Nerdy tip: If authorized user accounts are pushing you over 5/24, call Chase’s reconsideration line. You can ask the agent to manually reconsider your application without the authorized user accounts.
If you’re close to exceeding 5/24, you may want to consider whether it’s better to get a different Chase credit card instead of a Chase Freedom credit card.
Rules on earning a Chase Freedom credit card sign-up bonus
In addition to Chase’s 5/24 rule, Chase places restrictions on who can open a new Chase Freedom credit card account. You can’t open a new Chase Freedom credit card if you’re:
A current cardholder of the same type of card.
A previous cardholder who earned a new cardmember bonus in the past 24 months.
That means Chase will deny you for a new Chase Freedom Flex℠ account if you currently have a Chase Freedom Flex℠ or if you’ve earned a cardmember bonus on the Chase Freedom Flex℠ in the past 24 months. However, Chase won’t prevent you from getting both the Chase Freedom Unlimited® and the Chase Freedom Flex℠ — as long as you meet the eligibility requirements for the new Freedom account.
How many Chase Freedom credit cards can I have?
Chase doesn’t restrict how many types of Chase Freedom credit cards you can have. If you avoid exceeding the Chase’s 5/24 restriction, you can conceivably open all three types of currently available Chase Freedom credit cards and earn a sign-up bonus on each one.
In addition, you could convert an existing Chase card to a Chase Freedom® (which is no longer available to new cardholders) to complete your Chase Freedom portfolio.
This can be useful if you’re limited by the $1,500 quarterly bonus spending limit on the Chase Freedom Flex℠. The Chase Freedom® offers the same 5% cashback on up to $1,500 in purchases each quarter in a bonus category. So, by converting another Chase card to the Chase Freedom®, you can effectively double your potential 5% cashback earnings in the quarterly bonus category.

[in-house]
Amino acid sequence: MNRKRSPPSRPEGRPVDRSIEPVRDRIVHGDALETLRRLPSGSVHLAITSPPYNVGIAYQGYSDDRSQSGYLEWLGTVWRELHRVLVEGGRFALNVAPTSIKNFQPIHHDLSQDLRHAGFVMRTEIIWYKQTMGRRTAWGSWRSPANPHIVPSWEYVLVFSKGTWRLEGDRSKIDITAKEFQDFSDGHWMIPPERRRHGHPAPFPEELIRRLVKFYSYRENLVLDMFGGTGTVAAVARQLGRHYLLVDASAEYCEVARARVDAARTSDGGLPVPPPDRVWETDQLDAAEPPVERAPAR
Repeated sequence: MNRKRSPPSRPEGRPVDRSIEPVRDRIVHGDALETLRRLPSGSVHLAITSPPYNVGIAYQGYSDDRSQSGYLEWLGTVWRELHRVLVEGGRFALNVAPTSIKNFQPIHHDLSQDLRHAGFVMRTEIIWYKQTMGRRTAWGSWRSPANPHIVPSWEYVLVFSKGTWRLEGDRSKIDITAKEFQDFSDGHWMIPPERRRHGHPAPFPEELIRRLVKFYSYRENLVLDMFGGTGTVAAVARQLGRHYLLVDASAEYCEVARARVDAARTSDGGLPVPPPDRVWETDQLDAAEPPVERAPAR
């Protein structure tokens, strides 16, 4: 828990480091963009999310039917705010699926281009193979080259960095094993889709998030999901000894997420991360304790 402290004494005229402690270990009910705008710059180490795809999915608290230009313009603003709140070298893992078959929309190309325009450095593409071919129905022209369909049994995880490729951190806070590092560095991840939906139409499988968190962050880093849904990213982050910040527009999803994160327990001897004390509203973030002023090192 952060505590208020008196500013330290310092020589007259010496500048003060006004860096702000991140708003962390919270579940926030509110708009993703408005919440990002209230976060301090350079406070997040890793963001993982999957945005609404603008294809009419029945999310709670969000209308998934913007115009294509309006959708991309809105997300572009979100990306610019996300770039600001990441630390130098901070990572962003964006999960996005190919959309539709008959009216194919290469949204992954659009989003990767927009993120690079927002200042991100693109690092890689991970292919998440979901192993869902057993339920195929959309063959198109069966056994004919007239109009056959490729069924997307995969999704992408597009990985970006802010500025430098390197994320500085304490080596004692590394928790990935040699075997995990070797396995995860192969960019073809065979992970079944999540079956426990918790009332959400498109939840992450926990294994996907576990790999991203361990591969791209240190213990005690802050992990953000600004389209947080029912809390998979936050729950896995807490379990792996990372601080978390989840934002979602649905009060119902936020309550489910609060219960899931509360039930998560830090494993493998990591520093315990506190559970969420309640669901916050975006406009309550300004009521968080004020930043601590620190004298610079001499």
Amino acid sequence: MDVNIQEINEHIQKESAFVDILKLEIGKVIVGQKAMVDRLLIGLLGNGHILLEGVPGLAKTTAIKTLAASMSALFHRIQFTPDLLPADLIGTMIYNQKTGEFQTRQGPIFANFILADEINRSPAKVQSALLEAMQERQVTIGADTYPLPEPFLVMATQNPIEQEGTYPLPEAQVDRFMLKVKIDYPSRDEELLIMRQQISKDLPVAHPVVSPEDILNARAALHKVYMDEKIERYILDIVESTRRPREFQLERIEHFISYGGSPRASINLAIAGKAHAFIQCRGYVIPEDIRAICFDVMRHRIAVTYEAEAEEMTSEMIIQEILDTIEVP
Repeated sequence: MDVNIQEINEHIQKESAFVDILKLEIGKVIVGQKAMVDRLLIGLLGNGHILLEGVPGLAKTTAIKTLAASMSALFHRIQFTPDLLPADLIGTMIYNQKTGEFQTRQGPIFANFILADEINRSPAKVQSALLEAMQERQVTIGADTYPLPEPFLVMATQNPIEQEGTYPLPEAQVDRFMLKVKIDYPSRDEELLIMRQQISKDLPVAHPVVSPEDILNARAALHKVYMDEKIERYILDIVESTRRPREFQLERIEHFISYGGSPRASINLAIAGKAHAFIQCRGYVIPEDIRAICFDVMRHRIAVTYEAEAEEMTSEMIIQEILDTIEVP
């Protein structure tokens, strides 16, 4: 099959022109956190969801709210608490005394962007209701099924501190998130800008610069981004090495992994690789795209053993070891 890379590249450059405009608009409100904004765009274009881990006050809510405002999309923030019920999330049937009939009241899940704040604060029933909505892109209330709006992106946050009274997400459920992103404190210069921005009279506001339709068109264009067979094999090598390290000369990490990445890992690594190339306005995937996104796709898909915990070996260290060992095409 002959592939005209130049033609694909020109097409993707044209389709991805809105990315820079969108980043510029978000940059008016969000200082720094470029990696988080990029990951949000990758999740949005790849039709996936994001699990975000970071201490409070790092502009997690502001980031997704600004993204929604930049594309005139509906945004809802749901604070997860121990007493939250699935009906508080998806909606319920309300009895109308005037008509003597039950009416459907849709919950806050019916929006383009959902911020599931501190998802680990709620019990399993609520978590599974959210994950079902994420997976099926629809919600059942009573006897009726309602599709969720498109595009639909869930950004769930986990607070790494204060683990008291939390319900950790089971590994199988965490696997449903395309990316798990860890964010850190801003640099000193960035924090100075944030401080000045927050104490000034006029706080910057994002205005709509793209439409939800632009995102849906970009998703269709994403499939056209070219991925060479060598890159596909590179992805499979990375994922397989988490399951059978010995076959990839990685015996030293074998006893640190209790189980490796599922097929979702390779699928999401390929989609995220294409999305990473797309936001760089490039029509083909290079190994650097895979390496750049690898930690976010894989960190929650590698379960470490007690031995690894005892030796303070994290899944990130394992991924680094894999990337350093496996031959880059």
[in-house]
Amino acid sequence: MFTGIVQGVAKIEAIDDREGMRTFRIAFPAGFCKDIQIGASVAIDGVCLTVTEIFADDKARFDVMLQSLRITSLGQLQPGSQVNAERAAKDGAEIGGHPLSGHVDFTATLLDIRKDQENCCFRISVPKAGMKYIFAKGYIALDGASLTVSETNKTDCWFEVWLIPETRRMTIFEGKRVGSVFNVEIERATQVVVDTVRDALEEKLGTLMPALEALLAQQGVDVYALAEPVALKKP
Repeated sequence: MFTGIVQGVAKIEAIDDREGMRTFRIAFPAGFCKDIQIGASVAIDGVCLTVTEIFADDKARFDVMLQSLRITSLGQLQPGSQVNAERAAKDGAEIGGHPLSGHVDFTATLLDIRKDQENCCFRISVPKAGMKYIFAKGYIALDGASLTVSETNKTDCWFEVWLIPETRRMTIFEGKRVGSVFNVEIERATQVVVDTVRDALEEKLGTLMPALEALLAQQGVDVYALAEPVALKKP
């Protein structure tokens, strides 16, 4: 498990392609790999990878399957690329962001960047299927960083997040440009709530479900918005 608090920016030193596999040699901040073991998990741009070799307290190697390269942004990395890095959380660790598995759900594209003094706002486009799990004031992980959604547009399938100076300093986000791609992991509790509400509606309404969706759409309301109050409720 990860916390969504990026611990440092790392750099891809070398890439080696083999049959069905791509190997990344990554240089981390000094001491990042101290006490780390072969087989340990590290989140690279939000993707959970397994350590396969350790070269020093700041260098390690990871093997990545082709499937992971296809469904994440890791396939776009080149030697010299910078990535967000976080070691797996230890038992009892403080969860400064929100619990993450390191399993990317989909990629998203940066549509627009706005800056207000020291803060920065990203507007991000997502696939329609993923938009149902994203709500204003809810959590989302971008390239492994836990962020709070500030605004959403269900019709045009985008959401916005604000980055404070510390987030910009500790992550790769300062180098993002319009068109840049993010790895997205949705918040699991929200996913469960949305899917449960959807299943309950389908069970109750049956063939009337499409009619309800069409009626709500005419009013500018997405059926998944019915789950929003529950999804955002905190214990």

Advanced points and miles collectors could even get multiple accounts of the same Chase Freedom credit card (i.e., two Chase Freedom Flex℠ cards). While Chase limits you from opening a second Chase Freedom Flex℠ card if you already have one, Chase won’t prevent you from converting another existing account to a Chase Freedom Flex℠ card if you already have one.
If you’re thinking about getting a second Chase Freedom credit card
If you already have a Chase Freedom credit card, or you’re simply looking for ways to maximize your cash back earnings, opting for two Chase Freedom cards can help you optimize your returns.
If you’re not sure if the Chase Freedom is right for you, consider your biggest spending categories. If they’re on things like groceries and gas, having the quarterly bonus from the Chase Freedom Flex℠ might be helpful. However, if you spend a lot of money on travel, you may get more value from a travel-specific card that gives you access to the Chase Ultimate Rewards® portal.
How to maximize your rewards
You want a travel credit card that prioritizes what’s important to you. Here are our picks for the best travel credit cards of 2022, including those best for: